“Taking care of this is simple and inexpensive. Ramps don’t cost much. Stair lifts, elevators and adjusted toilets are a one time investment that opens up establishments to nearly 15 per cent extra consumer base. The law requires that you take these most basic steps,” they explain. In attendance will be over 100 people in wheelchairs, BMC and government officials, prominent Mumbai citizens, artists, activists, filmmakers, actors etc. People who have confirmed their attendance include Dia Mirza, Kalki Koechlin, Nagesh Kukunoor,

and Homi Adajania, amongst others we are assured. Organised by the ADAPT rights group, the activist wing of the Spastics Society of India (now called ADAPT) the protest will also launch a two-year-long campaign to make Mumbai accessible called ‘Mumbai rising for disability access — we are people too.’
We like!

Remembering Sunanda
>> It’s one of our favourite parts of Mumbai and one that we deliberately drive through to catch a glimpse of the lovely old bungalows and tree-lined avenues that dot its environs. And yesterday when we passed Napean Sea Road we saw a sign announcing the launch of the ‘Sunanda Birla International School’.

Yash Birla

For the uninitiated, Sunanda Birla was the attractive mother of high-profile businessman Yash Birla, who’d tragically perished along with her husband and daughter in the ill fated Indian Airlines flight 605 air crash in 1990. That her son (the premises belong to Yash Birla) is honoring her name by institutionalising a school in her memory is a commendable thing. But an international school at Napean Sea road? The mind boggles.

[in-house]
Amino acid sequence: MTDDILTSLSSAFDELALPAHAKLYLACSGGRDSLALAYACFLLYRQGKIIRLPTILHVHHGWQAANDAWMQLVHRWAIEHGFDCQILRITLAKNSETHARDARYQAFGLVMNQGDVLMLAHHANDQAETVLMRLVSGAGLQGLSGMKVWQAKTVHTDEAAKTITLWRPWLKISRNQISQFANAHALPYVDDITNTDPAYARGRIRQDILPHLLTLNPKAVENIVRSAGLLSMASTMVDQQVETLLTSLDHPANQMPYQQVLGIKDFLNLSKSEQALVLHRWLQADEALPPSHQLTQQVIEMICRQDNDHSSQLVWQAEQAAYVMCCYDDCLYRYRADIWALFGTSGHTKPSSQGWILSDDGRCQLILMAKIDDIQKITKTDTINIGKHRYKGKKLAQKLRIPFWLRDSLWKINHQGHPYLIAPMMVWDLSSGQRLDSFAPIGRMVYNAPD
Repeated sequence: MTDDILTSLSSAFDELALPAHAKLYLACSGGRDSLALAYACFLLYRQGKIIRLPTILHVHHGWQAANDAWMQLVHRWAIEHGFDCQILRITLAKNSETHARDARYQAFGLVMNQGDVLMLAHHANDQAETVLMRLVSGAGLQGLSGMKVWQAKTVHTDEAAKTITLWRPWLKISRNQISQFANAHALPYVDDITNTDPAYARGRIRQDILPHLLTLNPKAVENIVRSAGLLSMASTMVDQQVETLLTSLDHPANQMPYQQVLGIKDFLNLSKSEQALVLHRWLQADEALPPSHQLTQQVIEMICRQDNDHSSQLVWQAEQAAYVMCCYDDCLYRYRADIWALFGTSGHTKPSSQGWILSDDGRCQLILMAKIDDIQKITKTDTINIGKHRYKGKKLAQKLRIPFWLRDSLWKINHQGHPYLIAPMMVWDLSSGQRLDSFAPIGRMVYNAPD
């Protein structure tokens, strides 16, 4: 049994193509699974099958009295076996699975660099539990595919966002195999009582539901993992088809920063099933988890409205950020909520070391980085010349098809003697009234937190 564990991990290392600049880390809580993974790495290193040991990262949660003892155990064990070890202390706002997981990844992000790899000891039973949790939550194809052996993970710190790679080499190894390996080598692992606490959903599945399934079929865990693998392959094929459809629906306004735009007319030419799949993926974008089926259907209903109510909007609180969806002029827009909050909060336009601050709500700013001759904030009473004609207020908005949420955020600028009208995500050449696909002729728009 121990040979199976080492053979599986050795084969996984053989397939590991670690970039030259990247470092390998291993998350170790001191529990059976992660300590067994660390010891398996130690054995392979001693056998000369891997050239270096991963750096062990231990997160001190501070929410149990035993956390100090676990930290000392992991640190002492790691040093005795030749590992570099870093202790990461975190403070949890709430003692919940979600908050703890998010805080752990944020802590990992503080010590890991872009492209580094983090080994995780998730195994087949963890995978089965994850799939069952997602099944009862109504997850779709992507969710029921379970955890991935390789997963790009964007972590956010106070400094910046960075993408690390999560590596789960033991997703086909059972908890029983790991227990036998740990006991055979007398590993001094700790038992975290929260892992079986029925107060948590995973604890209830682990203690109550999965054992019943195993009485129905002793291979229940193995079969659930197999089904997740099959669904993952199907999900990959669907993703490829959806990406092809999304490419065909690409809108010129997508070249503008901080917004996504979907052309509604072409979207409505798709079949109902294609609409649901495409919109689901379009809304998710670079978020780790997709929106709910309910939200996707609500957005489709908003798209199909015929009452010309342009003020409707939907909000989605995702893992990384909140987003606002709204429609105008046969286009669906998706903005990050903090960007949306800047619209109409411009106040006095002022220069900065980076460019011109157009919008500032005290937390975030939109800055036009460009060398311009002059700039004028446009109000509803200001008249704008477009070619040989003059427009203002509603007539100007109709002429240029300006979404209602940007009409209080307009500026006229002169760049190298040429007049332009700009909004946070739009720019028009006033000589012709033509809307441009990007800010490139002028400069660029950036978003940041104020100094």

Kallat at Art Basel
>> Today marks the opening of internationally celebrated artist and Mumbai boy Jitish Kallat’s installation “Circa” at the prestigious Art Basel in Hong Kong.

Jitish Kallat

“Circa” a 120-part sculpture which recalls the ersatz’s construction in urban cities across India had debuted at the Bhau Daji Lad City Museum in Mumbai in 2011, when it was featured as part of “Fieldnotes: Tomorrow was here yesterday’ where it attracted considerable acclaim. Incidentally, some leading members of Indian’s art community are in Hong Kong schmoozing with the best and brightest of the international art world!

From Mumbai to Delhi
>> She was one of Mumbai’s prettiest faces and so when quintessential Bandra girl and former model, the lovely Naina Balsaver (niece of international songstress Asha Puthli) upped and left for Delhi following her marriage to erstwhile Congressman MP from Azamgarh (Dumpy) Akbar Ahmed (now with the BSP) naturally her friends and family missed her presence.

Winner of the 1976 Femina Miss India Contest, Naina for all her strong Mumbai roots settled quite happily into Delhi’s rarified circles, hosting soirees, supporting her husband Dumpy (once part of Sanjay Gandhi’s inner circle) in all his endeavours and running a good home and hearth. How does a girl from Mumbai from one of the city’s prominent families get transplanted to Delhi’s socio-political circles-quite beautifully — if these pictures are anything to go by! 

Go to top